Financing infrastructure: The hybrid annuity model

By Anjan Dasgupta, HSA Advocates

India’s Cabinet Committee on Economic Affairs, chaired by Prime Minister Narendra Modi, recently gave its approval for the hybrid annuity model as one of the modes of delivery for implementing highway projects. The introduction of this model is expected to provide impetus for the next wave of public-private partnership highway projects and attract more investments in this sector. It’s a welcome move towards the right direction and will benefit all stakeholders involved in highway projects in India, primarily private sector developers which were required to assume risks that they couldn’t efficiently manage and banks and financial institutions which were unable to finance such projects due to bankability issues. However, the scope of such a model could be expanded to infrastructure projects other than highway projects.

Premises of the model

Anjan Dasgupta
Anjan Dasgupta

The government has opted for a hybrid annuity model, based on the assumptions that: (a) in many highway projects, tolling may not be feasible and hence such projects are not found to be viable on a build-operate-transfer toll (BOT-toll) model; (b) the cost of funds for the government is lower than that at which the private sector can borrow; and (c) the private sector is better equipped to ensure efficient construction, maintenance and operation of infrastructure projects. The main object of the hybrid annuity model is to realign risk allocation based on ground level realities of the market thereby bringing about a revival in investor confidence.

Hybrid mix

Government contracts in the infrastructure sector in India are generally awarded through one of the following three models: (a) engineering, procurement and construction (EPC) and operation, maintenance and transfer (OMT) model, where the project is undertaken at the cost of and on behalf of the government by a contractor, which is required to construct the project for a fixed price by a fixed date and after construction the government operates the project on its own or awards an OMT contact to an operator to operate and maintain the project over the period of the OMT contract; (b) build-operate-transfer annuity (BOT-annuity) model, where the project is developed on a build, operate and transfer basis, and the developer is entitled to annuity payments from the government over the period of the contract; and (c) BOT-toll model, where the project is developed on a build, operate and transfer basis, and the developer is entitled to generate revenues from tolls levied on the vehicles using the road.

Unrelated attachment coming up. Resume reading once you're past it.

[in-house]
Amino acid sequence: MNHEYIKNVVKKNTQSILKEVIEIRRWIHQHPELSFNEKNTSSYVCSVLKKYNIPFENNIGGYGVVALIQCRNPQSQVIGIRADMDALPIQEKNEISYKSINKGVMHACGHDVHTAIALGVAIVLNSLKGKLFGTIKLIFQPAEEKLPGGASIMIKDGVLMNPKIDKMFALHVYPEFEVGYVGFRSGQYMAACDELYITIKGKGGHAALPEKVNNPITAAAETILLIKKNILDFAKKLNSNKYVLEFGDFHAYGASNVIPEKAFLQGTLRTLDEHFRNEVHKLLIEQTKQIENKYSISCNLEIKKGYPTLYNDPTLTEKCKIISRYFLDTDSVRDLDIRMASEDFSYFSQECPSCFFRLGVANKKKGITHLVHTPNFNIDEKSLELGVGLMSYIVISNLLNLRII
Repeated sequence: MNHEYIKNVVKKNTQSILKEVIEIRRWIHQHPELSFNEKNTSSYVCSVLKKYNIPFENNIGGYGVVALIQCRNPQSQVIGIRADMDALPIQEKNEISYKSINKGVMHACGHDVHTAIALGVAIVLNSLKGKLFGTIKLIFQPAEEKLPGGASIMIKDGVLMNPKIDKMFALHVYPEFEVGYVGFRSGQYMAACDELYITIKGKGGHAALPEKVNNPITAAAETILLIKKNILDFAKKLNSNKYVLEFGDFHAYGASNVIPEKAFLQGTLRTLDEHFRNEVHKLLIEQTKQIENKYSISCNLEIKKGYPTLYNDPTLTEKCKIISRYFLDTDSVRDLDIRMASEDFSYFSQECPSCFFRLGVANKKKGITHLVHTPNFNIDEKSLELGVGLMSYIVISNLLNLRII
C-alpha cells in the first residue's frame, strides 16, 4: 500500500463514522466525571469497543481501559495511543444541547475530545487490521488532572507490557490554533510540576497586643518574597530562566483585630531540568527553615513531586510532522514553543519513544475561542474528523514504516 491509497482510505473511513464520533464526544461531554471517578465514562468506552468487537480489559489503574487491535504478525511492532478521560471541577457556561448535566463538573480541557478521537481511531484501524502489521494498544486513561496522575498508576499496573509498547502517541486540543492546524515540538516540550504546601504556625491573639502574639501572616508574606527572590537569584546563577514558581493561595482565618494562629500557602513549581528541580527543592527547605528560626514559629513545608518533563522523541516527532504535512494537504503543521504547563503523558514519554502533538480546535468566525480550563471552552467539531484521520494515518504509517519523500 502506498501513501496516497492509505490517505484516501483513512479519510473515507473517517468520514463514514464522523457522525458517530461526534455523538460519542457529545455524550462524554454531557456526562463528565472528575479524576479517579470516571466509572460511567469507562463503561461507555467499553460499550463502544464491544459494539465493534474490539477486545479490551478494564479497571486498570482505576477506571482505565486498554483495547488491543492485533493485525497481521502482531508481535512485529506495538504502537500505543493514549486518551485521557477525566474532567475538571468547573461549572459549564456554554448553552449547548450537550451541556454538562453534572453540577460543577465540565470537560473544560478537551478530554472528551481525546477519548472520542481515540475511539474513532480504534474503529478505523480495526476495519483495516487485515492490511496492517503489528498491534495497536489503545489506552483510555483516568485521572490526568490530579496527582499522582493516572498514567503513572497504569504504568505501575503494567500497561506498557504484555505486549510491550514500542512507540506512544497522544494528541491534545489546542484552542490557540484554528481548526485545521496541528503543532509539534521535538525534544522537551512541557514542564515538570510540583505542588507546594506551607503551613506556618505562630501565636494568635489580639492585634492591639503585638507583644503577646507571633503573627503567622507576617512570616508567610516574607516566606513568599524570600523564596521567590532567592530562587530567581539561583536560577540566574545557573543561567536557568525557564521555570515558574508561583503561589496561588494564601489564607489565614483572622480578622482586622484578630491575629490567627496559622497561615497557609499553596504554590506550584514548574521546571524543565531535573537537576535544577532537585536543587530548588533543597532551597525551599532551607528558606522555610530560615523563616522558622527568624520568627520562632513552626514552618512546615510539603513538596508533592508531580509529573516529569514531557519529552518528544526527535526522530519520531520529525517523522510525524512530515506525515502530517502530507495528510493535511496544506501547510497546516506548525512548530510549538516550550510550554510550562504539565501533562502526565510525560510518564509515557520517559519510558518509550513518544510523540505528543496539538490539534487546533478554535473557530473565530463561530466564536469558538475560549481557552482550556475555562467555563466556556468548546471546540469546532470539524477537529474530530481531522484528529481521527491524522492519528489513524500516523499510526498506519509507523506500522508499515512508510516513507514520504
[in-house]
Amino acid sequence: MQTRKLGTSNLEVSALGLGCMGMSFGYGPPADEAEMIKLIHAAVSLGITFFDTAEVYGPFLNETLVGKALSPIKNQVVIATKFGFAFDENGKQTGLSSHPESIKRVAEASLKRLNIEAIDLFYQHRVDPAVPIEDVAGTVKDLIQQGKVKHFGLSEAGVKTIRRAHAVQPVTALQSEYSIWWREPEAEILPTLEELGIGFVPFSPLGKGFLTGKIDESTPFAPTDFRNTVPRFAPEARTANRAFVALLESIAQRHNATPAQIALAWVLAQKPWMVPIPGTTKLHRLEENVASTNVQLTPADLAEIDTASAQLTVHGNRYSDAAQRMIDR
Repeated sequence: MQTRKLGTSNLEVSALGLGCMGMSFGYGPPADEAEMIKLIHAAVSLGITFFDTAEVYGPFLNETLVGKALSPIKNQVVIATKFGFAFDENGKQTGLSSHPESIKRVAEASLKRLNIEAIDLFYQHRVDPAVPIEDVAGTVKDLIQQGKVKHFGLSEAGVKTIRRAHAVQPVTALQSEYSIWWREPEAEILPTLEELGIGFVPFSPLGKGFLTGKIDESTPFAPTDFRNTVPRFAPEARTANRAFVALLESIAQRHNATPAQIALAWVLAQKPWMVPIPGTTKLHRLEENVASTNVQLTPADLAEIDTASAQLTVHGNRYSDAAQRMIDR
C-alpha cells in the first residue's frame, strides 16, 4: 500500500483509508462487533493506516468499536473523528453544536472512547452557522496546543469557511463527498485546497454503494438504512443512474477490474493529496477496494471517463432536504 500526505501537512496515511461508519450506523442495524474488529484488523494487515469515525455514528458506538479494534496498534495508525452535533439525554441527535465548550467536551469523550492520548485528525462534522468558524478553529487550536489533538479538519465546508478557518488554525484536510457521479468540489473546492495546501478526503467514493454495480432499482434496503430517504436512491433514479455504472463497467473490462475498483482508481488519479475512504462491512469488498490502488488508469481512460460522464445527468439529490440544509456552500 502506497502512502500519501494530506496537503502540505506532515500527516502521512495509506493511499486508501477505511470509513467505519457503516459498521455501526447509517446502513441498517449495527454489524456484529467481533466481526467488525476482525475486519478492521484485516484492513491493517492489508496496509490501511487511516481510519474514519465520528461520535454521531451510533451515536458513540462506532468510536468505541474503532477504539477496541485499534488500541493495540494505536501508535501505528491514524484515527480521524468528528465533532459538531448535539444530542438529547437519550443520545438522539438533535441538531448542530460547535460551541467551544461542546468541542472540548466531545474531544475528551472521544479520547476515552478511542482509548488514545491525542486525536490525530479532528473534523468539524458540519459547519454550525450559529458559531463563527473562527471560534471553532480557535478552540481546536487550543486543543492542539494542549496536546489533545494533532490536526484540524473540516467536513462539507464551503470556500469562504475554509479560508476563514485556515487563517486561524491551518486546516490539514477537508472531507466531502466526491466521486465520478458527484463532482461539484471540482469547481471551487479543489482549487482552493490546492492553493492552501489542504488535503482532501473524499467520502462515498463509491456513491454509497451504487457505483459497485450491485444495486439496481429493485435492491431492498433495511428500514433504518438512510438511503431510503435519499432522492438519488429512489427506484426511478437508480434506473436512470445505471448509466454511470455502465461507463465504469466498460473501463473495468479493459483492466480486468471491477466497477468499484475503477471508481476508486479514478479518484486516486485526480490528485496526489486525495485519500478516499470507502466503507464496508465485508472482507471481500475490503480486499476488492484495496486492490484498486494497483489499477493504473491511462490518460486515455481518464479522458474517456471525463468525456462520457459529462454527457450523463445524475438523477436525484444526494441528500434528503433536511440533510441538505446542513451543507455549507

The hybrid annuity model is a mix of the BOT models and the EPC model. The project is developed on a built, operate and transfer basis but, unlike BOT contracts, 40% of the project cost is payable by the government to the developer in five equal instalments linked to project completion milestones.

Reallocation of risk

Under the hybrid annuity model, the construction risk and the availability risk is entirely managed by the developer. This is similar to the risk borne by the developers in BOT contracts. However, unlike the BOT-toll model, in the hybrid annuity model the traffic risk is entirely with the government. Toll collection is the responsibility of the government and the developer is entitled to receive semi-annual annuity payments after the completion of the project. This enables the developer to recoup 60% of the project cost, which the developer had to initially bear during the construction of the project, and also the operations and maintenance cost.

The project cost and the operations and maintenance cost recovered through annuity payments is inflation indexed through a price index multiple, which is the weighted average of the wholesale price index and the consumer price index for industrial workers in the ratio of 70:30.

Cost of financing

The developer could arrange to fund 60% of the project cost through a combination of debt, to be procured from banks and financial institutions, and equity. In a significant departure from the earlier models, the interest cost of financing the debt is to be paid by the government along with the annuity payments. The interest payments would be made on a reducing balance method and the interest rate would be the bank rate determined by the Reserve Bank of India plus a margin of 3%.

In conclusion, the assumptions based on which the hybrid annuity model was approved and adopted by the government hold good for many other infrastructure projects in India, particularly, the infrastructure projects to be undertaken in the smart cities, as many of these projects will not be viable on a tolling or user fee payment model. Some of the salient features of the hybrid annuity model, which have been highlighted above – in particular, the realignment of risks – can be effectively adopted for other select infrastructure projects in India as well.

Anjan Dasgupta is a partner at HSA Advocates. HSA is a full-service firm with offices in New Delhi, Mumbai and Kolkata, and with a correspondent relationship in Bangalore.

HSA_Advocates_-_logo_2015 (1)

New Delhi

81/1, Adchini, Sri Aurobindo Marg

New Delhi – 110 017

Tel: +91 11 6638 7000

Fax: +91 11 6638 7099


Construction House, 5th Floor

Walchand Hirachand Marg Ballard Estate

Mumbai – 400 001

Tel: +91 22 4340 0400

Fax +91 22 4340 0444